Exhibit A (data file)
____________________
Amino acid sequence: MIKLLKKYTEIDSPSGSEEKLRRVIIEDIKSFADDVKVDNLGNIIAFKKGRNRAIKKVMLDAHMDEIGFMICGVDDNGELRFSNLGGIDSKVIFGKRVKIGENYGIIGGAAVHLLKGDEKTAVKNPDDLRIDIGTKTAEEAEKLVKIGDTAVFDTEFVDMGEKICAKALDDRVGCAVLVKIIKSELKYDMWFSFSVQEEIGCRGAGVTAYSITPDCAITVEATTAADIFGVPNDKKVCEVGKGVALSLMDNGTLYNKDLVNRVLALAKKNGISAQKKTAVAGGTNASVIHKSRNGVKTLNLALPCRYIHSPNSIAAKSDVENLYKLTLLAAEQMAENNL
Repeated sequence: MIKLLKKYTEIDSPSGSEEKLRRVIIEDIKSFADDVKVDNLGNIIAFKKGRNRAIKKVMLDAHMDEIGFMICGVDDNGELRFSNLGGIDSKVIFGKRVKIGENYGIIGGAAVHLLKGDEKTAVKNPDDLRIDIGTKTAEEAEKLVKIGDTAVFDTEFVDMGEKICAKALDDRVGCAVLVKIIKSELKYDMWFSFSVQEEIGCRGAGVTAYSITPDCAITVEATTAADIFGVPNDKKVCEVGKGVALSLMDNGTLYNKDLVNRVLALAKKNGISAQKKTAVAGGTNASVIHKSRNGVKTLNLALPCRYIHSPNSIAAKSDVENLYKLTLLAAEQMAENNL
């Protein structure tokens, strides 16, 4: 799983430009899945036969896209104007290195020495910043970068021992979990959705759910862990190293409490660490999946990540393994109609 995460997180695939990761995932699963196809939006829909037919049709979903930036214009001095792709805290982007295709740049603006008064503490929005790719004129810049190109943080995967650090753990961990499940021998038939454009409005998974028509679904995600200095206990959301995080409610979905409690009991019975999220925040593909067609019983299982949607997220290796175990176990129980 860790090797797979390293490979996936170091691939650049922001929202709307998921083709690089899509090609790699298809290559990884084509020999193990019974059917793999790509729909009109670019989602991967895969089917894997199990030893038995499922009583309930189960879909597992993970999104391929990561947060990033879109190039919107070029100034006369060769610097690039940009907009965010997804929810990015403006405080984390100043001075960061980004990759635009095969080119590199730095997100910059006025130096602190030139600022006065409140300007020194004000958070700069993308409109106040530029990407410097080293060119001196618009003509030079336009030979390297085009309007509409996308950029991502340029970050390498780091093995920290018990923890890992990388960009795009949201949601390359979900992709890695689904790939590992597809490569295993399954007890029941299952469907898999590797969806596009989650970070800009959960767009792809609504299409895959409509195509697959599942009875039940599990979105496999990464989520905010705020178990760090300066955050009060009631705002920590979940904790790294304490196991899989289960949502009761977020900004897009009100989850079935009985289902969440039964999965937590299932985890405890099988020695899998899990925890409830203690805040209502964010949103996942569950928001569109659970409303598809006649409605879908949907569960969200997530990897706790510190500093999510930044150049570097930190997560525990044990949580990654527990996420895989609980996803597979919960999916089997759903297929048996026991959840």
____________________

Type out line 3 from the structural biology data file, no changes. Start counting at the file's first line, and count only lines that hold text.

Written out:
């Protein structure tokens, strides 16, 4: 799983430009899945036969896209104007290195020495910043970068021992979990959705759910862990190293409490660490999946990540393994109609 995460997180695939990761995932699963196809939006829909037919049709979903930036214009001095792709805290982007295709740049603006008064503490929005790719004129810049190109943080995967650090753990961990499940021998038939454009409005998974028509679904995600200095206990959301995080409610979905409690009991019975999220925040593909067609019983299982949607997220290796175990176990129980 860790090797797979390293490979996936170091691939650049922001929202709307998921083709690089899509090609790699298809290559990884084509020999193990019974059917793999790509729909009109670019989602991967895969089917894997199990030893038995499922009583309930189960879909597992993970999104391929990561947060990033879109190039919107070029100034006369060769610097690039940009907009965010997804929810990015403006405080984390100043001075960061980004990759635009095969080119590199730095997100910059006025130096602190030139600022006065409140300007020194004000958070700069993308409109106040530029990407410097080293060119001196618009003509030079336009030979390297085009309007509409996308950029991502340029970050390498780091093995920290018990923890890992990388960009795009949201949601390359979900992709890695689904790939590992597809490569295993399954007890029941299952469907898999590797969806596009989650970070800009959960767009792809609504299409895959409509195509697959599942009875039940599990979105496999990464989520905010705020178990760090300066955050009060009631705002920590979940904790790294304490196991899989289960949502009761977020900004897009009100989850079935009985289902969440039964999965937590299932985890405890099988020695899998899990925890409830203690805040209502964010949103996942569950928001569109659970409303598809006649409605879908949907569960969200997530990897706790510190500093999510930044150049570097930190997560525990044990949580990654527990996420895989609980996803597979919960999916089997759903297929048996026991959840």